Concerning the Yoga also it can be said that only that part of it may be regarded as opposed by the Upaniṣads which holds a separate and independent existence of prakṛti as apart from Īśvara. In the Sūtras of Patañjali it is said that God helps the movement of the prakṛti only by removing the obstacles, just as a ploughman enables water to pass from one field to another. But the Upaniṣads definitely say that God is the generator of the movement and the disturbance of the prakṛti. The sattva body of God is thus there held to be a product of prakṛti as it comes into being from the prakṛti through desire in a previous creative cycle. The sattva body of God is thus derived from the prakṛti, through the will of God serving as the vehicle of the will of God for the removal of the obstructions in the course of the evolutionary process of the prakṛti. Prakṛti in itself therefore is not regarded by Patañjali as the upādhi of Īśvara.
Bhikṣu seeks to explain this part of the Yoga doctrine also in the same manner as he did with the Sāṃkhya by accepting the so-called abhyūpagama-zāda. He maintains that the Yoga holds that even if it is considered that the prakṛti is independent and runs into evolutionary activity by herself, undetermined by the eternal knowledge and will of God, and even if it be admitted that the eternal God has no eternal knowledge and will and that the movement of prakṛti is due to an inner teleology in accordance with karma, and that in the beginning of the creation prakṛti is transformed into the sattvo’pādhi of God, even then by self-abnegation to God kaivalya can be attained. Thus, in the Yoga view the upādhi of Īśvara is a product and not the material or the instrumental cause of the world, whereas in the Vedānta view as propounded by Bhikṣu the upādhi of Īśvara is both the material and the instrumental cause of the world, and this upādhi which forms the material stuff of the world is prakṛti herself and not her product.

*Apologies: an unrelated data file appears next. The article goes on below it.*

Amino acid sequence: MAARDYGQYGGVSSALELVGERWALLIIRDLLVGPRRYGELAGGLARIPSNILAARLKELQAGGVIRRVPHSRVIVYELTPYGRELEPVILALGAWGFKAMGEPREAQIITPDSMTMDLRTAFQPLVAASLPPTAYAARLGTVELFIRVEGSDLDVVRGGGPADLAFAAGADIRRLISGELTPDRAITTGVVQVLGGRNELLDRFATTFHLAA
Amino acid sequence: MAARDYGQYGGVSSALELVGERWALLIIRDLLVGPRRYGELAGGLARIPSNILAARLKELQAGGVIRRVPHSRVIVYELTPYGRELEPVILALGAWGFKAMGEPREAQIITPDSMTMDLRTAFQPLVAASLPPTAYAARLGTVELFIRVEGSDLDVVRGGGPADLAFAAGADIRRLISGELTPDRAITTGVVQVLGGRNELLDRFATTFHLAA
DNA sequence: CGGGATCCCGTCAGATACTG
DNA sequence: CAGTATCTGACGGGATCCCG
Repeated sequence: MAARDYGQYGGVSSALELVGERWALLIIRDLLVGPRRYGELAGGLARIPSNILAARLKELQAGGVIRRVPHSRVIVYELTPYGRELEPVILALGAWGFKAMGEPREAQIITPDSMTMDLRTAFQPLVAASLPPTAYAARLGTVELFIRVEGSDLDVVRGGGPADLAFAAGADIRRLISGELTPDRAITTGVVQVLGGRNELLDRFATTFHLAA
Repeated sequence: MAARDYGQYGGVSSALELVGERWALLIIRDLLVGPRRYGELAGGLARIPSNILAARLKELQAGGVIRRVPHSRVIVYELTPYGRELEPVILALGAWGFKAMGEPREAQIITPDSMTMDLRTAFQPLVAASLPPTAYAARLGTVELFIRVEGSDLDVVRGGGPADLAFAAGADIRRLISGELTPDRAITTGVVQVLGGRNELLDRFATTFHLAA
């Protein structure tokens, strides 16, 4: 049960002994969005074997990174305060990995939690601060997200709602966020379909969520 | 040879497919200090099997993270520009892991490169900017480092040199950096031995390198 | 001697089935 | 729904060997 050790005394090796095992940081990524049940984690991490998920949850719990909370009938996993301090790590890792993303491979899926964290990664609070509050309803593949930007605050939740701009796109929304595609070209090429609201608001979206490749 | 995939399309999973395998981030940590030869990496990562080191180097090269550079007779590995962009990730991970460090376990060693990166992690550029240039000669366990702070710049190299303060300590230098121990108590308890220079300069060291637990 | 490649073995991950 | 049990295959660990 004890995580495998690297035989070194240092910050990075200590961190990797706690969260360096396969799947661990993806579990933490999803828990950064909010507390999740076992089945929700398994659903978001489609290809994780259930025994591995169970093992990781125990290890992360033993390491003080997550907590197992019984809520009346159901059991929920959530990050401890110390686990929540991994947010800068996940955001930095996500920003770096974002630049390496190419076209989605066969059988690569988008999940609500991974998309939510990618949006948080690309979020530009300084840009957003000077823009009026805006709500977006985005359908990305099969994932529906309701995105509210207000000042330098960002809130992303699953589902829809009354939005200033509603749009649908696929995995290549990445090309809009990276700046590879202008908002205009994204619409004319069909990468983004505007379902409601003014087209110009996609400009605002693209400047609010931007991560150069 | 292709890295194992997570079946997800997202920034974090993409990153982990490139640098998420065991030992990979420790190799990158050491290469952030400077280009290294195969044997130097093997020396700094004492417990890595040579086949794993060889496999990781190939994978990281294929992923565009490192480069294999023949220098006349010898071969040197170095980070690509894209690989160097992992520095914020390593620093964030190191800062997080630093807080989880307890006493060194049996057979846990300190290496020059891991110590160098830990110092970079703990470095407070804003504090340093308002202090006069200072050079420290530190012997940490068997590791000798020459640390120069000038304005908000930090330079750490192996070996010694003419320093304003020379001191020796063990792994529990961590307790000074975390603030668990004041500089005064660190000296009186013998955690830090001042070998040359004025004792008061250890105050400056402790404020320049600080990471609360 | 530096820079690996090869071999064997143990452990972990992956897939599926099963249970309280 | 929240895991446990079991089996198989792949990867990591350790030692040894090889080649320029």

In the Yoga view God is eternal, but His thought and will are not eternal. This thought and will are associated with the sattva part of prakṛti which lies embedded in it at the time of pralaya which only shows itself at the beginning of a new creative cycle through the potency left in it by the will of God in the previous creative cycle. God, in the view of Yoga, is thus not both the material and the instrumental cause of the world as the Vedānta holds. According to the Vedānta as explained by Bhikṣu, the prakṛti plays her dual part; in one part she remains as the eternal vehicle of the eternal knowledge and will of God, and through the other part she runs through an evolutionary process by producing disturbances of sattva, rajas and tamas. This also explains the Purāṇic view of the gradual derivation of sattva, rajas and tamas as stages in the evolution of prakṛti through which at a later stage the cosmic evolution takes place. Thus the prakṛti which remains associated with God as the vehicle of His knowledge and will is unchangeable and eternal.
Footnotes and references:
sāṃkhyaṃ vogaṃ pañca-rātraṃ vedāḥ pāśupataṃ tathā I. (?) paras-parāṇy niigāny etāni hetubhir na virodhayet.
Vijñānā-mṛta-bhāṣya, ii. i. i.
itaś ce’śvara-pratiṣedhā-ṃśe kapila-smṛteḥ mūlānām anupalabdheḥ a-pratya-kṣatvāt durvalatvam ity āha.
athavā kapilai-ka-deśasya prāmāṇyam astu.
Vijñānā-mṛta-bhāṣya, n. i. 2.
tamo vā idm ekamagre āsīt vai rajasas tat pare syāt tat pareṇe’ritaṃ viṣamatvaṃ prayāty etad rūpaṃ tad rajaḥ khalv ī-ritaṃ viṣamatvaṃ prayāty etad vai sattvasya rūpaṃ tat sattvam eva.
Maitrī Upaniṣad, v. 2.
yogā hī’śvarasya jagan-nimittatvaṃ prakṛtitvenā’bhyupagacchanti Iśvaro-pādheh sattva-viśeṣasya purva-sargiya-tat-saṃkalpa-vaśāt sargā-dau sva-tantra-prakṛtita utpaty-aṇgīkārāt.
Vijñānā-mṛta-bhāṣya, II. i. 2.
Vijñānā-mṛta-bhāṣya, pp. 271, 272.